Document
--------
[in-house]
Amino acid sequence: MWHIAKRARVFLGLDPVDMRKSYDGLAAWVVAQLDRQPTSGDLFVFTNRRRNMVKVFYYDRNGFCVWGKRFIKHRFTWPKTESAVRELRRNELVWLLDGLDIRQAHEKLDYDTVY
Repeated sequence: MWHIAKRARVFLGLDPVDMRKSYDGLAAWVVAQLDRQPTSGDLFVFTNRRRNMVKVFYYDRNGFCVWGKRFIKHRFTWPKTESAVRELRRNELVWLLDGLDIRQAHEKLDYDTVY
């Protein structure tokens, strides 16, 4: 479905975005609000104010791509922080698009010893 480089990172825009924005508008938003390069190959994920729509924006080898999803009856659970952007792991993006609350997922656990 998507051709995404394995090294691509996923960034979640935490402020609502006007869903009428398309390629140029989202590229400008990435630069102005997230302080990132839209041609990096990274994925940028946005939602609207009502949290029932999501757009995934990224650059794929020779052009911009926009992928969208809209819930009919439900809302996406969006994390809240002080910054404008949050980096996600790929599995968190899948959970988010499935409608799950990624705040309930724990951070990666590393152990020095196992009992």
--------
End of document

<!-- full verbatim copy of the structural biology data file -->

[in-house]
Amino acid sequence: MWHIAKRARVFLGLDPVDMRKSYDGLAAWVVAQLDRQPTSGDLFVFTNRRRNMVKVFYYDRNGFCVWGKRFIKHRFTWPKTESAVRELRRNELVWLLDGLDIRQAHEKLDYDTVY
Repeated sequence: MWHIAKRARVFLGLDPVDMRKSYDGLAAWVVAQLDRQPTSGDLFVFTNRRRNMVKVFYYDRNGFCVWGKRFIKHRFTWPKTESAVRELRRNELVWLLDGLDIRQAHEKLDYDTVY
């Protein structure tokens, strides 16, 4: 479905975005609000104010791509922080698009010893 480089990172825009924005508008938003390069190959994920729509924006080898999803009856659970952007792991993006609350997922656990 998507051709995404394995090294691509996923960034979640935490402020609502006007869903009428398309390629140029989202590229400008990435630069102005997230302080990132839209041609990096990274994925940028946005939602609207009502949290029932999501757009995934990224650059794929020779052009911009926009992928969208809209819930009919439900809302996406969006994390809240002080910054404008949050980096996600790929599995968190899948959970988010499935409608799950990624705040309930724990951070990666590393152990020095196992009992």